What You Should Know About ‘Free-Range’ TurkeyNovember 22, 2013 2013-11-22 5:15
What You Should Know About ‘Free-Range’ Turkey
For those who haven’t yet purchased a Thanksgiving bird, a few words from our green expert Joyce Newman on “free-range” turkey.
Did you know that the term, “free-range,” often used on menus and turkey labels, doesn’t mean the birds actually went outside. Yes, it’s true!
In fact, according to government rules, turkey and other poultry producers just need to create “access to open air” for the turkeys. The amount of time they actually spend with this “access” isn’t specified and it could be just a few minutes a day in a screened enclosure.
Also, if you see the words “hormone-free” on poultry, be aware that marketers aren’t really being up front with you, since by law, poultry and pigs cannot be given hormones in the U.S.
Which claims can you trust? According to food experts at Consumer Reports, these five “good” labels are actually meaningful on turkey or other poultry:
- “ USDA Organic”
- “ USDA Process Verified”
- “American grass-fed certified”
- “Animal welfare-approved”
- “Certified humane”
- “No antibiotics used” (also, “raised without antibiotics” and “no antibiotics ever”)
Watch out for similar-sounding terms that are not approved by the federal government including “antibiotic free” and “no antibiotic residues.” The USDA does not authorize the use of these terms and in most cases, antibiotics were heavily used while raising the birds but were stopped for a certain period (days or weeks) before slaughter—to bring drug residue levels down below acceptable FDA thresholds.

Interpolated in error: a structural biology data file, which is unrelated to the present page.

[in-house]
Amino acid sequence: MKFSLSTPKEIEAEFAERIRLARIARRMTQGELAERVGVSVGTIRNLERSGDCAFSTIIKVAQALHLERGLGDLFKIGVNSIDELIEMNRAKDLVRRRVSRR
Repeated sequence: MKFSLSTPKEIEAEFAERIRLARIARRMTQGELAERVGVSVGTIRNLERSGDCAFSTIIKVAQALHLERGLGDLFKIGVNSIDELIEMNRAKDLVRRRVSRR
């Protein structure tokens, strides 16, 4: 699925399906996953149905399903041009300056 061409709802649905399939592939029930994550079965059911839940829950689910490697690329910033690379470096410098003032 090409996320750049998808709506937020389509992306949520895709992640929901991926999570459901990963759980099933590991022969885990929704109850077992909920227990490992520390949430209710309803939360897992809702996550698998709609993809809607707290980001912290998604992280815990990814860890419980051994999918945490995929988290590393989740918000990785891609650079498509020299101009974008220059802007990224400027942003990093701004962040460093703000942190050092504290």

Just some food for thought.
For more information about labeling, see Fresh From The Source’s Poultry Primer and to learn more about shopping for and cooking turkey, check out this article from Consumer Reports GreenerChoices.
—Joyce H. Newman
Joyce H. Newman, a Garden Variety contributing writer, covers gardening topics, food matters and environmental issues. The former editor of Consumer Reports GreenerChoices.org, which evaluates environmental claims on green product labels, she holds a certificate in horticulture from the New York Botanical Garden.